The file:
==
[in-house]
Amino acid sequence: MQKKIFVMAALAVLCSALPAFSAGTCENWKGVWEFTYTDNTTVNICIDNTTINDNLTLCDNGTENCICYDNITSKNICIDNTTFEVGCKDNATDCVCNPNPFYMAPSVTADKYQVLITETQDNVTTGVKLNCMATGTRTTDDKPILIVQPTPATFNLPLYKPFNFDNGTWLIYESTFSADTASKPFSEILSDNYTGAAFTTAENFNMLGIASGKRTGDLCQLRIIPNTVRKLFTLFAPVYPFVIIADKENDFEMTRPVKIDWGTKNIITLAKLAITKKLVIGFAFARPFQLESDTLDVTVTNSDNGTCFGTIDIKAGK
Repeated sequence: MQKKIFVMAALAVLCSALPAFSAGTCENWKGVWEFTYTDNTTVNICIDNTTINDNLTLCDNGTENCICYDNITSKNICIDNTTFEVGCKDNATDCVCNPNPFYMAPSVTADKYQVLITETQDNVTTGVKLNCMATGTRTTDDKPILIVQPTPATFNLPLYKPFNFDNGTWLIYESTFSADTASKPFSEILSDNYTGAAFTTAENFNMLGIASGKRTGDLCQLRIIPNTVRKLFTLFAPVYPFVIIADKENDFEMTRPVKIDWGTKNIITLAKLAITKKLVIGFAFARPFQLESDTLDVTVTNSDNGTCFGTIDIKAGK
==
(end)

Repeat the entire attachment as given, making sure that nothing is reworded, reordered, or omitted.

[in-house]
Amino acid sequence: MQKKIFVMAALAVLCSALPAFSAGTCENWKGVWEFTYTDNTTVNICIDNTTINDNLTLCDNGTENCICYDNITSKNICIDNTTFEVGCKDNATDCVCNPNPFYMAPSVTADKYQVLITETQDNVTTGVKLNCMATGTRTTDDKPILIVQPTPATFNLPLYKPFNFDNGTWLIYESTFSADTASKPFSEILSDNYTGAAFTTAENFNMLGIASGKRTGDLCQLRIIPNTVRKLFTLFAPVYPFVIIADKENDFEMTRPVKIDWGTKNIITLAKLAITKKLVIGFAFARPFQLESDTLDVTVTNSDNGTCFGTIDIKAGK
Repeated sequence: MQKKIFVMAALAVLCSALPAFSAGTCENWKGVWEFTYTDNTTVNICIDNTTINDNLTLCDNGTENCICYDNITSKNICIDNTTFEVGCKDNATDCVCNPNPFYMAPSVTADKYQVLITETQDNVTTGVKLNCMATGTRTTDDKPILIVQPTPATFNLPLYKPFNFDNGTWLIYESTFSADTASKPFSEILSDNYTGAAFTTAENFNMLGIASGKRTGDLCQLRIIPNTVRKLFTLFAPVYPFVIIADKENDFEMTRPVKIDWGTKNIITLAKLAITKKLVIGFAFARPFQLESDTLDVTVTNSDNGTCFGTIDIKAGK